Health Maintenance and Protection

Health Maintenance and Protection

Health can be seen from many other viewpoints, and many areas of dis- agreement arise with respect to how health can be defined. The preparation of health care providers tends to organize their education from a perspective

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of illness. Rarely (or superficially) does it include an in-depth study of the concept of health. The emphasis in health care delivery has shifted from acute care to preventive care. The need for the provider of health services to comprehend this concept is therefore crucial. As this movement for pre- ventive health care continues to grow, to become firmly entrenched, and to thrive, multiple issues must be constantly addressed in answering the question “What is health?” Unless the provider is able to understand health from the viewpoint of the patient, a barrier of misunderstanding is perpetu- ated. It is difficult to reexamine complex definitions dutifully memorized at an earlier time, yet an understanding of health from a patient’s viewpoint is essential to the establishment of comprehensive primary health care ser- vices inclusive of health maintenance and protection services because, as has been discussed, the perception of health is a complex psychological process. There tends to be no established pattern in what individuals and families see as their health needs and how they go about practicing their own health care.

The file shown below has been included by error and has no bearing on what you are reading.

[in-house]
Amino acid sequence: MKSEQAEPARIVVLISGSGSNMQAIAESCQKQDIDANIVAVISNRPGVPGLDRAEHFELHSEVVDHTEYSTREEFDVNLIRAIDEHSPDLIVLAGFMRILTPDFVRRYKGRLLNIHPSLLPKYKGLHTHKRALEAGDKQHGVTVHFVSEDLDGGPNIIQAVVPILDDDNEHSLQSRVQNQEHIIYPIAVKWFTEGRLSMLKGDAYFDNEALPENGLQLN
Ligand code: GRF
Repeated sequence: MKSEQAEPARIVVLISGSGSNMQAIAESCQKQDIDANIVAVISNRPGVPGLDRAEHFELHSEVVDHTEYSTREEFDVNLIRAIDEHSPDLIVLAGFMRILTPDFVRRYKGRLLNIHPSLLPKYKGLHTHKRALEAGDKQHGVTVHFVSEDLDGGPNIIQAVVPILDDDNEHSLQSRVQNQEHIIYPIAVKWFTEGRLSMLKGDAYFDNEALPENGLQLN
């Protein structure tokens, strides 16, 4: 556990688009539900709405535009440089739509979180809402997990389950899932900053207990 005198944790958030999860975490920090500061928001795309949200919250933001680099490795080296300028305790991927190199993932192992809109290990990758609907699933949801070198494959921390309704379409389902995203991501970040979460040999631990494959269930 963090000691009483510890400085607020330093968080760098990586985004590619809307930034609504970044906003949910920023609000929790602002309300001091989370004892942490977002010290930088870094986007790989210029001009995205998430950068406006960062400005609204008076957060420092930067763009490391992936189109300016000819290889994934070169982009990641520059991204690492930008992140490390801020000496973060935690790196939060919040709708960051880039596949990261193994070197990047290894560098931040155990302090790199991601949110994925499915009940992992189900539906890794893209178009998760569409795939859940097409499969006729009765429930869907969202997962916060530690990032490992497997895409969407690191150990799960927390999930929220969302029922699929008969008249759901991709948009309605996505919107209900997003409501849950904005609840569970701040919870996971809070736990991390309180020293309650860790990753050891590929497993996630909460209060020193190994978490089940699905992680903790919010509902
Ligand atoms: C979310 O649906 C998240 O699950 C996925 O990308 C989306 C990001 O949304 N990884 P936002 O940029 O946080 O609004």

Health maintenance and protection or the prevention of illness are by no means new concepts. As long as human beings have existed, they have used a multitude of methods—ranging from magic and witchcraft to present-day immunization and lifestyle changes—in an ongoing effort to maintain good health and prevent debilitating illness and death. Logic suggests that in order to maintain health we must prevent disease, and that is best accomplished by complying with immunization schedules, enforced by school policies; eating balanced meals, including avoiding salt and cholesterol; exercising regularly; and seeing a nurse practitioner, physician, or other health care provider once a year for a checkup. The annual ritual of visiting a health care provider has been extensively promoted by the health care establishment and is viewed as effec- tive by numerous laypeople, primarily those who have access to these services. A provider’s statement of good health is often required by a person seeking employment or life insurance. Furthermore, the annual physical examination has been advertised as the key to good health. A “clean bill of health” is con- sidered essential for social, emotional, and even economic success. This clean bill of health is bestowed only by members of the health care profession. The general public has been conditioned to believe that health is guaranteed if a disease that may be developing is discovered early and treated with the ever- increasing varieties of modern medical technology. Although many people be- lieve in and practice the annual physical and screening for early detection of a disease, there are some—both within and outside the health care professions— who do not subscribe to it. Preventive medicine grew out of clinical practice associated either with welfare medicine or with industrial or occupational med- ical practice. The approach of preventive medicine and health maintenance is the focus of health care practice in the United States among many segments of the population at large. However, countless disparities in overall health, and in access and utilization of the health care delivery system, exist and these will become increasingly evident as we progress through this text.

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